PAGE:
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Understanding the changing patterns of behaviour leading to increased detentions by the Police under Section 136 of the Mental Health Act 1983

Thomas, A., Forrester-Jones, Rachel (2018) Understanding the changing patterns of behaviour leading to increased detentions by the Police under Section 136 of the Mental Health Act 1983. Policing: A Journal of Policy and Practice, . ISSN 1752-4512. (doi:10.1093/police/pay011)

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Abstract

The number of detentions by the police under section 136 of the Mental Health Act has significantly increased over recent years. Over the same period, relative funding of mental health services has declined. The implication is that the latter has in some way caused the former. In this study, the behaviours of people resulting in their detention are examined, as are the motivations of the officers detaining them.

There has also been the emergence of a ‘risk-averse’ culture in policing, fearful of ‘deaths in police contact’, which may have significantly contributed to this increase in detentions. This has resulted in the creation of a new ‘patient pathway’ which gives priority access, through the police, to otherwise difficult to access mental health services.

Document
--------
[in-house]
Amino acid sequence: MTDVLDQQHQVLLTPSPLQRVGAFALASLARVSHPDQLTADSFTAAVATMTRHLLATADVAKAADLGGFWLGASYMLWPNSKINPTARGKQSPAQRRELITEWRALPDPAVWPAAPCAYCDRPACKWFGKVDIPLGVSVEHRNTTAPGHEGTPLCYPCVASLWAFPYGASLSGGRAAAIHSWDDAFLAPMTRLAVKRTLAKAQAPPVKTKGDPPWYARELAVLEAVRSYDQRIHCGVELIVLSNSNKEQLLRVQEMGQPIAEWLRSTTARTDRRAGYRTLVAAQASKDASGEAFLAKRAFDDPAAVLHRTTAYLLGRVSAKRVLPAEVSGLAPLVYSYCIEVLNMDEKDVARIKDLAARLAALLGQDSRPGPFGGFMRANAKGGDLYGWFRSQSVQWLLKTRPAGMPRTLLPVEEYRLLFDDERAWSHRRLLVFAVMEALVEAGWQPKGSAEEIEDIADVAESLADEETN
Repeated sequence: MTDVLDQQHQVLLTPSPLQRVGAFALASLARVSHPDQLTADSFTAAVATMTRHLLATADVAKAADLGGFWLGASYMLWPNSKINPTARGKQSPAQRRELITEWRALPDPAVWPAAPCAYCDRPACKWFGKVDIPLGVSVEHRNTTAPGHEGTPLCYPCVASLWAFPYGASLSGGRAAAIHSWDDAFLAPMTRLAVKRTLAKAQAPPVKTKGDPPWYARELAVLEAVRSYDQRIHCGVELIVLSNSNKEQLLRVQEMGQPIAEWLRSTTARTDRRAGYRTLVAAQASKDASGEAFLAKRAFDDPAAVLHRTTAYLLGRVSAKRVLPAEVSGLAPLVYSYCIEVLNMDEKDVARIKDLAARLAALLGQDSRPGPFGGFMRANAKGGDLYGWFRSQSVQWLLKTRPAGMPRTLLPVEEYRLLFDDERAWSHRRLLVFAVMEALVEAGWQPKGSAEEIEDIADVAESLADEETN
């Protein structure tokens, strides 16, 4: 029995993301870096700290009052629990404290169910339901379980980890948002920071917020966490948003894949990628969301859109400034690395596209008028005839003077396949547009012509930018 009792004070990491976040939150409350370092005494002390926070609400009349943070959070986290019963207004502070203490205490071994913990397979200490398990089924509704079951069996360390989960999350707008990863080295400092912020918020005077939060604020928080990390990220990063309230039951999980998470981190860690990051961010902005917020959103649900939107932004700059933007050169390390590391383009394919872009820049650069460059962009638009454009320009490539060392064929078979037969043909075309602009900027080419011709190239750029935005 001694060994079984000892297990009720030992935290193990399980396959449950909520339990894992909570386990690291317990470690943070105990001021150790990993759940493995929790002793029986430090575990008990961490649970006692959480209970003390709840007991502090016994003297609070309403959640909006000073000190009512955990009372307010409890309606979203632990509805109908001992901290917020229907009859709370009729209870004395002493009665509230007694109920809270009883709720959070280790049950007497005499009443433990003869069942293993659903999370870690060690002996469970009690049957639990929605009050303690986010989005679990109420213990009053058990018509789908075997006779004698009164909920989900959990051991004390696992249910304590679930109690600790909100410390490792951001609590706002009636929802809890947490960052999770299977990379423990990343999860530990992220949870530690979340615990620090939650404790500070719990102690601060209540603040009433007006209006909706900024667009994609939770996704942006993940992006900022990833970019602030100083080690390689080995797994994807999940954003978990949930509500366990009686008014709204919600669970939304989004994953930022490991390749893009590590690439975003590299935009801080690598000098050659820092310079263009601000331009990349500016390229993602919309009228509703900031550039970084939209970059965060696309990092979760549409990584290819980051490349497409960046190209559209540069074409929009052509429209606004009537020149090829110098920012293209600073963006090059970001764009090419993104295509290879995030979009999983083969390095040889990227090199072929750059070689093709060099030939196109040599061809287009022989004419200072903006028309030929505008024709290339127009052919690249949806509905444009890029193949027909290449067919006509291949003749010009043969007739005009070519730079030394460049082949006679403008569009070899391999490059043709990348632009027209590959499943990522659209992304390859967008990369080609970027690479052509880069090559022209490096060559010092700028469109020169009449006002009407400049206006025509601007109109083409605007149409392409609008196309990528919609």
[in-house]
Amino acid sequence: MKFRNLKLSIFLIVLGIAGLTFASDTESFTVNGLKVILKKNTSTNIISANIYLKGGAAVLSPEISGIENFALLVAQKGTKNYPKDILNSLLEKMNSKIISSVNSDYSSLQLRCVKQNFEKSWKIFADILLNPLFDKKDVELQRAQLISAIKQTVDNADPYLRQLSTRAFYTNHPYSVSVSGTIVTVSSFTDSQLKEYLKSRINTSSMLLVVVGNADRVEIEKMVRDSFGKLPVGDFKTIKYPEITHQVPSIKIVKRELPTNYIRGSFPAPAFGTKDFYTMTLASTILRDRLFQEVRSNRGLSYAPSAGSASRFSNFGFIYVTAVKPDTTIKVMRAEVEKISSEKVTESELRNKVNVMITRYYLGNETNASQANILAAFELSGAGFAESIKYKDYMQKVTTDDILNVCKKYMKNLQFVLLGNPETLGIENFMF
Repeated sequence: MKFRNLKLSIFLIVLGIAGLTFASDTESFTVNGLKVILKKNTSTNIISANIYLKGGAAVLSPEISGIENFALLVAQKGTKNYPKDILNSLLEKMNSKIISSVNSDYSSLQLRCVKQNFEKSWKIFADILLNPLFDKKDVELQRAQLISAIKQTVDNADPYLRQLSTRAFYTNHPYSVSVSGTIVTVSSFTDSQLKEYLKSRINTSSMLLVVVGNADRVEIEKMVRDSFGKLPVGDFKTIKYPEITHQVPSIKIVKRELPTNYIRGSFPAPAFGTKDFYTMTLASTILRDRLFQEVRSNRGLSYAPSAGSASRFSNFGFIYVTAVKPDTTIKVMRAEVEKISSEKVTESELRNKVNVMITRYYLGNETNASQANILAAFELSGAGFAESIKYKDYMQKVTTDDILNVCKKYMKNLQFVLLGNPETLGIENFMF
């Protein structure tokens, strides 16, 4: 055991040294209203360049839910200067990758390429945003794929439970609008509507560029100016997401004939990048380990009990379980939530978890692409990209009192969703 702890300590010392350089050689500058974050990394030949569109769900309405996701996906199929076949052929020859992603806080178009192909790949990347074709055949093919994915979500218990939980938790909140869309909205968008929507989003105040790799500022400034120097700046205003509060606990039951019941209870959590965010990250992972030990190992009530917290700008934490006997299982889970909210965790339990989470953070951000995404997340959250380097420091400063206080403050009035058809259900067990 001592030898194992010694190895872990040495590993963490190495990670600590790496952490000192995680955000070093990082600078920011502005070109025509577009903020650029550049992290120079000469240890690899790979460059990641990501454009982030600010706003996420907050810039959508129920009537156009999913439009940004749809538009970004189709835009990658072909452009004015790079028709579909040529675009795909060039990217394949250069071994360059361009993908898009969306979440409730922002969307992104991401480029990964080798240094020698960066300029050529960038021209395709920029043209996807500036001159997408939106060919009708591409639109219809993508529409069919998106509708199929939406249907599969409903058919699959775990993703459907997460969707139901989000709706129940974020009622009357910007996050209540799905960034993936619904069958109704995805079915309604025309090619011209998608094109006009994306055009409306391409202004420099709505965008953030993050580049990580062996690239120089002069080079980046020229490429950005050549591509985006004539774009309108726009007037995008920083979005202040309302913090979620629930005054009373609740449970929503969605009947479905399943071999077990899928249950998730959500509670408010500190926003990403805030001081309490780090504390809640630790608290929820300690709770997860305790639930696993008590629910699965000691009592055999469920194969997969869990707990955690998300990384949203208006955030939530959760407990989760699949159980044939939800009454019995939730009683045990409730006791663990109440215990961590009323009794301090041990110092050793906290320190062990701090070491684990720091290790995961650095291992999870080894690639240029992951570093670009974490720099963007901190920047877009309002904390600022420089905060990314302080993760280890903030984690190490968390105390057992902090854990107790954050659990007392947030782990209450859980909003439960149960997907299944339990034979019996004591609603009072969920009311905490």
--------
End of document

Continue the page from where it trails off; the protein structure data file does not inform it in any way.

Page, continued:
Restricting this pathway explains how ‘street triage’ schemes reduce detentions. Where the officer is advised by a Health professional not to detain a person, they are then indemnified for any subsequent outcomes. In the absence of such advice, officers feel they have no choice but to detain, where there are threats of self-harm.

Item Type: Article
DOI/Identification number: 10.1093/police/pay011
Uncontrolled keywords: Section 136 Mental Health Act, Police detentions mental illness, Police and mental illness, Police and self-harm, Mental illness and death in police contact
Subjects: H Social Sciences
Divisions: Faculties > Social Sciences > School of Social Policy Sociology and Social Research > Tizard
Depositing User: Jo Ruffels
Date Deposited: 19 Mar 2018 15:37 UTC
Last Modified: 12 Mar 2020 00:00 UTC
Resource URI: https://kar.kent.ac.uk/id/eprint/66455 (The current URI for this page, for reference purposes)
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